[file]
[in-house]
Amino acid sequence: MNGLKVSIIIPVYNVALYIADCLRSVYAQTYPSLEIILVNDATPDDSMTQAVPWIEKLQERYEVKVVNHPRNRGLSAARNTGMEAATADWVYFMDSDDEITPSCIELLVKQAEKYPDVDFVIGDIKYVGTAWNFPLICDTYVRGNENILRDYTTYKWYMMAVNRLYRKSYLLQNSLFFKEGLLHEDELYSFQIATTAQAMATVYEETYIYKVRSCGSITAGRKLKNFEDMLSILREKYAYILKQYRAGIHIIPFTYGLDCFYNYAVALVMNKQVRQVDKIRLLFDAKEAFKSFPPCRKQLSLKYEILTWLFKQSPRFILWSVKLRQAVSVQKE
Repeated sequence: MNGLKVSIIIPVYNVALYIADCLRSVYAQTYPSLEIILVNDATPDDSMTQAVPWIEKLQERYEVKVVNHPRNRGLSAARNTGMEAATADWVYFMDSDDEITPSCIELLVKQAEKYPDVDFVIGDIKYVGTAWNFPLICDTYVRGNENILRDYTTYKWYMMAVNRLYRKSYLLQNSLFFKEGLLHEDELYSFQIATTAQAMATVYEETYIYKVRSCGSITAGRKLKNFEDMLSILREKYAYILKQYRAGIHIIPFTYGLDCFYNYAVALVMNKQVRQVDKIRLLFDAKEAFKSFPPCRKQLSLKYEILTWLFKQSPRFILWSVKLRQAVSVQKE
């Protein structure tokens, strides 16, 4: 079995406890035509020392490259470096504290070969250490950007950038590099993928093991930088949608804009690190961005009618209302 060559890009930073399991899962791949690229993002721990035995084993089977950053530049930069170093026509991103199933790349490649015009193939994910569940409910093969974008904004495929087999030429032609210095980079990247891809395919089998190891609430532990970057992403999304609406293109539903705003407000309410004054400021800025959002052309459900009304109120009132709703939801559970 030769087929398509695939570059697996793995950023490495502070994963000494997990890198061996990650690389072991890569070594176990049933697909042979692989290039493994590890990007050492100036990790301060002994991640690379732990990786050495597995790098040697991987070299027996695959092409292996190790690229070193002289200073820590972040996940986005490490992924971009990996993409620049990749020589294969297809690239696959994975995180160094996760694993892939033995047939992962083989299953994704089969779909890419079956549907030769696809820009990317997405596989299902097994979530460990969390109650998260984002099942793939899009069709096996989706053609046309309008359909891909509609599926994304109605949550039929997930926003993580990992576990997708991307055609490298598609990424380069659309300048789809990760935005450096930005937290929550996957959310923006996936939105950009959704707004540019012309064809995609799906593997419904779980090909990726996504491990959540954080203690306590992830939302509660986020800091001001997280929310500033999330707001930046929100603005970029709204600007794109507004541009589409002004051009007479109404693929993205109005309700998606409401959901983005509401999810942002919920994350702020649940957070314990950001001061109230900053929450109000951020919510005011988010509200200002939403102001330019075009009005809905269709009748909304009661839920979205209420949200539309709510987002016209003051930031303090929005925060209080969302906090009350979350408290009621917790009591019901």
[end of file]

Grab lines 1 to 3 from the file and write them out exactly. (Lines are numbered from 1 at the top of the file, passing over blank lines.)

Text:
[in-house]
Amino acid sequence: MNGLKVSIIIPVYNVALYIADCLRSVYAQTYPSLEIILVNDATPDDSMTQAVPWIEKLQERYEVKVVNHPRNRGLSAARNTGMEAATADWVYFMDSDDEITPSCIELLVKQAEKYPDVDFVIGDIKYVGTAWNFPLICDTYVRGNENILRDYTTYKWYMMAVNRLYRKSYLLQNSLFFKEGLLHEDELYSFQIATTAQAMATVYEETYIYKVRSCGSITAGRKLKNFEDMLSILREKYAYILKQYRAGIHIIPFTYGLDCFYNYAVALVMNKQVRQVDKIRLLFDAKEAFKSFPPCRKQLSLKYEILTWLFKQSPRFILWSVKLRQAVSVQKE
Repeated sequence: MNGLKVSIIIPVYNVALYIADCLRSVYAQTYPSLEIILVNDATPDDSMTQAVPWIEKLQERYEVKVVNHPRNRGLSAARNTGMEAATADWVYFMDSDDEITPSCIELLVKQAEKYPDVDFVIGDIKYVGTAWNFPLICDTYVRGNENILRDYTTYKWYMMAVNRLYRKSYLLQNSLFFKEGLLHEDELYSFQIATTAQAMATVYEETYIYKVRSCGSITAGRKLKNFEDMLSILREKYAYILKQYRAGIHIIPFTYGLDCFYNYAVALVMNKQVRQVDKIRLLFDAKEAFKSFPPCRKQLSLKYEILTWLFKQSPRFILWSVKLRQAVSVQKE